Peter Randall-Page Sculptor - London, England

You grew up in the country. Do you think, if you had been a city boy, your work would have been different?

Very much so, I was quite a solitary child and spent my days exploring the countryside, collecting natural objects and being rather self-contained. This fascination at looking at the world around me and my place within it has informed my artistic practice ever since.

‘ Beneath the Skin, 1991, Kilkenny limestone ‘

photo credit: Chris Chapman

Can you expand on the way you have used continuous coils to create works?

When one looks at a coiled object it conveys the potential to become something more: what happens when it unravels, uncoils, unsprings? The idea of conveying that latent dynamic tension within a material as dense as stone appealed to me, what might be below the surface? What is being concealed? I hope to engage the viewer in a dialogue of what might be beneath.

‘Three Dormant Objects, 1991, charcoal on paper’

Can you discuss how you run a parallel between your drawings and your sculptures?

Drawing has always been an important part of my practice as a sculptor.

I always carry a sketchbook and use drawing in many different ways:- objective drawing as an aid to memory and analysis, drawings for sculpture, technical drawings to help explain my ideas to architects, engineers and clients, and other drawings which are not preparatory to anything but works in their own right.

Some ideas reappear over the years in countless sketchbooks before becoming sculptures and conversely, sometimes I have a frenzy of drawing activity for the pure delight of mark making, such as the recent ink flow series. Both approaches are vital to my work.

‘Ink Flow series, ink on paper, 2013

photo credit: Steve White’

Can you expand on geometry and pattern in your work?

Initially, some of my sculptures were quite literal interpretations of natural objects but in recent years my work has been preoccupied with the underlying principals of growth and pattern formation in natural phenomena: exploring pattern and form, order and randomness, geometry and morphology.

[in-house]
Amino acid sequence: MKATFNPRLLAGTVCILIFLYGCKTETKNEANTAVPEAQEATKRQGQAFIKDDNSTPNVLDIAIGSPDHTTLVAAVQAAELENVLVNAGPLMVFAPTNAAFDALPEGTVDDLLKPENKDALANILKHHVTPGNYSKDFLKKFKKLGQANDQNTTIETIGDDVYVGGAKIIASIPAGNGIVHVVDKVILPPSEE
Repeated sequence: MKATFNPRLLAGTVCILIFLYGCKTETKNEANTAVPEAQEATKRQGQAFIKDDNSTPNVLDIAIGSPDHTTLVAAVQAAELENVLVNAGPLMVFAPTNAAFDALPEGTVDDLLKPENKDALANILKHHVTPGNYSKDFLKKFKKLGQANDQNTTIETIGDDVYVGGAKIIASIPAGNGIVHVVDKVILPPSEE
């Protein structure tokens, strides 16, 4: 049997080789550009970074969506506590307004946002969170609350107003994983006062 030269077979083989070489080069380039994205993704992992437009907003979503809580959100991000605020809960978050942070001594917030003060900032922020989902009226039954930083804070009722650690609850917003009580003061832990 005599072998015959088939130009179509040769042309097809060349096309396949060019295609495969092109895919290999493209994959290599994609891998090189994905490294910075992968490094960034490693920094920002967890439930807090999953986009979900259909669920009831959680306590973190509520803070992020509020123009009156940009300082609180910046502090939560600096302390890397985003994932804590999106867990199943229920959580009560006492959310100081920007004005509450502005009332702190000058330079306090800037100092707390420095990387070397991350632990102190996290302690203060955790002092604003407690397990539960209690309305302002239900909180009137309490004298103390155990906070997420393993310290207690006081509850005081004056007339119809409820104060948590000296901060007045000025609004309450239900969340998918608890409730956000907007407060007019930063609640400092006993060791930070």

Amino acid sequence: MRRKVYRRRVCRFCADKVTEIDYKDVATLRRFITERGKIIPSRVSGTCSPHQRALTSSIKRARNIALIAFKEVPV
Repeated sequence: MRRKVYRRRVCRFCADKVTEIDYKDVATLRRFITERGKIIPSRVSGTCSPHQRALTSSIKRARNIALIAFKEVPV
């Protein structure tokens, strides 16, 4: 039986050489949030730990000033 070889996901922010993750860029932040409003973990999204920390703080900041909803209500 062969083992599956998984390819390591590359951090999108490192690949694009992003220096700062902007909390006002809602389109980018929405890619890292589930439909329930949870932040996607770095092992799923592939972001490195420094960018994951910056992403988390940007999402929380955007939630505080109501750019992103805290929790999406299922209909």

Shapes in the Clouds, 2014 Rosso Luana marble

photo credit: Steve White

You have had three had Individual exhibitions in 2014: London, Devon and Plymouth. We all have 24 hours in a day. How are you able to achieve SO much?

I did have a rather exciting 18 months! What was lovely for me was that each show had a very different feel and dictated a different focus. Due to floor loading restrictions, there aren’t many galleries which can show large heavy sculptures and so it was a fantastic opportunity for me to exhibit at Peninsula Arts, Plymouth, to be able to produce a new body of work without worry of constraint. The exhibition at the Thelma Hulbert Gallery, on the other hand, couldn’t have been more opposite, a domestic and intimate space, it was all about works on a small scale for which I produced a new body of prints. Then the Pangolin show was different again, working with Pangolin Editions.

I spent several days playing at the foundry and they converted these musings into the Inside Out series. Of course, it would be impossible to make all these works single-handed and as well as the technical brilliance of the foundry I also have the support of a very good team here at the studio.

‘Inside Out 2014 bronze’

photo credit: Steve Russell